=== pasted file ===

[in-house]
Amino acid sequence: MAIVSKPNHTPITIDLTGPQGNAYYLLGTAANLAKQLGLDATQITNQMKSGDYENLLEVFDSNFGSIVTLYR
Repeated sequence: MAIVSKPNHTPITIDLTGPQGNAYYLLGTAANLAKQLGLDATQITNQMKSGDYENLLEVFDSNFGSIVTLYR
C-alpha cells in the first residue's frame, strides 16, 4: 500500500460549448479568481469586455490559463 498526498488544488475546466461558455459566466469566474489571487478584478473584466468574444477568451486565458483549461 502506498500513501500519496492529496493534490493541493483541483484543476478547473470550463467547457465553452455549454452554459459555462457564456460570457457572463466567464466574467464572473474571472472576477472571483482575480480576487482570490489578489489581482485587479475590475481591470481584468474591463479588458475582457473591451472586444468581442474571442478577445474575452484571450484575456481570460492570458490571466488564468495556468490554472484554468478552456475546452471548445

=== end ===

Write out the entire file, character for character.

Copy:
[in-house]
Amino acid sequence: MAIVSKPNHTPITIDLTGPQGNAYYLLGTAANLAKQLGLDATQITNQMKSGDYENLLEVFDSNFGSIVTLYR
Repeated sequence: MAIVSKPNHTPITIDLTGPQGNAYYLLGTAANLAKQLGLDATQITNQMKSGDYENLLEVFDSNFGSIVTLYR
C-alpha cells in the first residue's frame, strides 16, 4: 500500500460549448479568481469586455490559463 498526498488544488475546466461558455459566466469566474489571487478584478473584466468574444477568451486565458483549461 502506498500513501500519496492529496493534490493541493483541483484543476478547473470550463467547457465553452455549454452554459459555462457564456460570457457572463466567464466574467464572473474571472472576477472571483482575480480576487482570490489578489489581482485587479475590475481591470481584468474591463479588458475582457473591451472586444468581442474571442478577445474575452484571450484575456481570460492570458490571466488564468495556468490554472484554468478552456475546452471548445